SÃO PAULO, Brazil – As candidates make their final efforts for support for the May 19 general elections in the Dominican Republic, the Church suddenly appeared as an influence for voters.

Earlier this week, the Bishops’ Conference’s Pastoral Ministry for Life released a list of candidates it’s endorsing for Congress.

Father Manuel Ruiz, a long-time pro-life activist in the Caribbean nation, is the mastermind behind the initiative, which has been criticized by the press.

“We think that the people needed our guidance. Candidates say beautiful words during their campaigns, but we wanted to show to the people what they have done in the past and what were their commitments,” Ruiz told Crux.

The commission followed the candidate’s lives for months, paying attention to their statements, the ideas they have been expressing, and their actions in Congress, in the cases of lawmakers seeking re-election. The group focused on the stances of politicians regarding the so-called gender theory, abortion, and euthanasia.

“For one year, we looked at them on the internet, we followed their steps, and we heard what they had to say,” the priest explained.

The list includes 130 candidates from several parties, on the left-wing and on the right-wing, and with different ideologies. Ruiz said that “regardless of who will win, the important thing is to have pro-life incumbents.”

“In some districts, we almost couldn’t find a candidate to indicate, so we chose the lesser evil – and then we will accompany that person after the elections,” he added.

The list was sent to every parish in the country. The idea is that the pastor prints it and shows it to parishioners, so they can know the suggestions.

“If the other candidates are sure about their [pro-abortion] policies, they should send their platforms to us, and we will gladly send them to the parishes as well. But they prefer to keep their ideas about such issues in secret,” Ruiz said.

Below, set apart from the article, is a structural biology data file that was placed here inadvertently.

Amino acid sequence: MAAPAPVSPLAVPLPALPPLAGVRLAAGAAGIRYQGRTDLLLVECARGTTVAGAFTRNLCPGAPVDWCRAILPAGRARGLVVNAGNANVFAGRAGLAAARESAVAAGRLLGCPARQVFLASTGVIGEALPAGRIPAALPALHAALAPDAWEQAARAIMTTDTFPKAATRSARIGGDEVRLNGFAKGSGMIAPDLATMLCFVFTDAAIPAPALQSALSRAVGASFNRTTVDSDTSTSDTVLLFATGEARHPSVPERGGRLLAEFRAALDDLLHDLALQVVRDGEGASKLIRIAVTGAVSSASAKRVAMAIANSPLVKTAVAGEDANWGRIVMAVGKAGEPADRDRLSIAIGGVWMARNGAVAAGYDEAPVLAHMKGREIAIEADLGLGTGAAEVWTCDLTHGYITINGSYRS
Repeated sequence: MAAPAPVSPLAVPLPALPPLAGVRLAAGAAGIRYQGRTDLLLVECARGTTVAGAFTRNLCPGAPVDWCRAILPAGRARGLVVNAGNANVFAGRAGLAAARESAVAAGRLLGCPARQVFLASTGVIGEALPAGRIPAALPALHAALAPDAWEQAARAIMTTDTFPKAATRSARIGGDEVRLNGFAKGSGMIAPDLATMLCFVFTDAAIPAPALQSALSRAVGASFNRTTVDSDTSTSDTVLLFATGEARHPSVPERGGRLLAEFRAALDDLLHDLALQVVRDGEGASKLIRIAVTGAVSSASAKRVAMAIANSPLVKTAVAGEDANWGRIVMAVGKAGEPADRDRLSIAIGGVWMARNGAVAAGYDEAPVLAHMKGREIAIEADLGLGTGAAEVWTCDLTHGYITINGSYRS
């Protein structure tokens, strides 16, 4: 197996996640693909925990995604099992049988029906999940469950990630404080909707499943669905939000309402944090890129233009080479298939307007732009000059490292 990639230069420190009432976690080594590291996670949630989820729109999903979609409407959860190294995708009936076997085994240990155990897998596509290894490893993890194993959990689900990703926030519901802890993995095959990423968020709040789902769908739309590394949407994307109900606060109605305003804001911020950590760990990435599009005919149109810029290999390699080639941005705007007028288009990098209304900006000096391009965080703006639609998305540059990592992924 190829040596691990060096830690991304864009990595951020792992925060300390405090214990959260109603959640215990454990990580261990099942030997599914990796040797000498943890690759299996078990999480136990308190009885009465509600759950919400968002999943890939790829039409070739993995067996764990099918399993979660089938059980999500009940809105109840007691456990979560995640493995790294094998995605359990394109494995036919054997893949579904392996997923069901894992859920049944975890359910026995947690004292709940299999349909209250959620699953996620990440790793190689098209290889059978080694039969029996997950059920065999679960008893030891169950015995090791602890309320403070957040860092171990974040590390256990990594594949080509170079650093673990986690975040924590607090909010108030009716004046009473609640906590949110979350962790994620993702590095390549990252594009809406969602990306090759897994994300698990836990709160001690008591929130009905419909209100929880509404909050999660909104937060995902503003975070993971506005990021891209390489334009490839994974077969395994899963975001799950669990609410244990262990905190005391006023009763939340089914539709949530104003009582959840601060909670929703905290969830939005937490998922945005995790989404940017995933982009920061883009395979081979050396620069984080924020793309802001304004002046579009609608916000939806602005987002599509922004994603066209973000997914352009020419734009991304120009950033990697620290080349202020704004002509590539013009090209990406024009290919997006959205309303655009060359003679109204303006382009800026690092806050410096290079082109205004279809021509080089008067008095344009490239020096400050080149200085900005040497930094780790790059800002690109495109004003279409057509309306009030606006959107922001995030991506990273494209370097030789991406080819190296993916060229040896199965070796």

Abortion is completely forbidden in the Dominican Republic. Over the past years, politicians and activists tried to advance bills concerning the introduction of more flexible legislation.

Their idea was to allow abortion under three circumstances: If pregnancy poses risks for the mother’s health, if the unborn child has a condition that makes his or her life inviable out of the womb, or if pregnancy was the result of rape.

Nobody has been able to introduce the three circumstances for legal abortion in the Dominican legislation, but some of the current candidates defend the proposal, and the subject has been creating division among voters.

“The debate on the three circumstances for legal abortion interrupted the process of approval of a new penal code. The current one is from the 19th century and is obsolete. So, that’s a central issue for the country,” sociologist Alejandro Abreu told Crux.

He said that surveys have shown that most Dominicans reject the decriminalization of abortion, but a small majority favors that it may be legal in some cases.

That’s why Ruiz thinks that this is a moment in which the Church must openly declare its views and support the right candidates.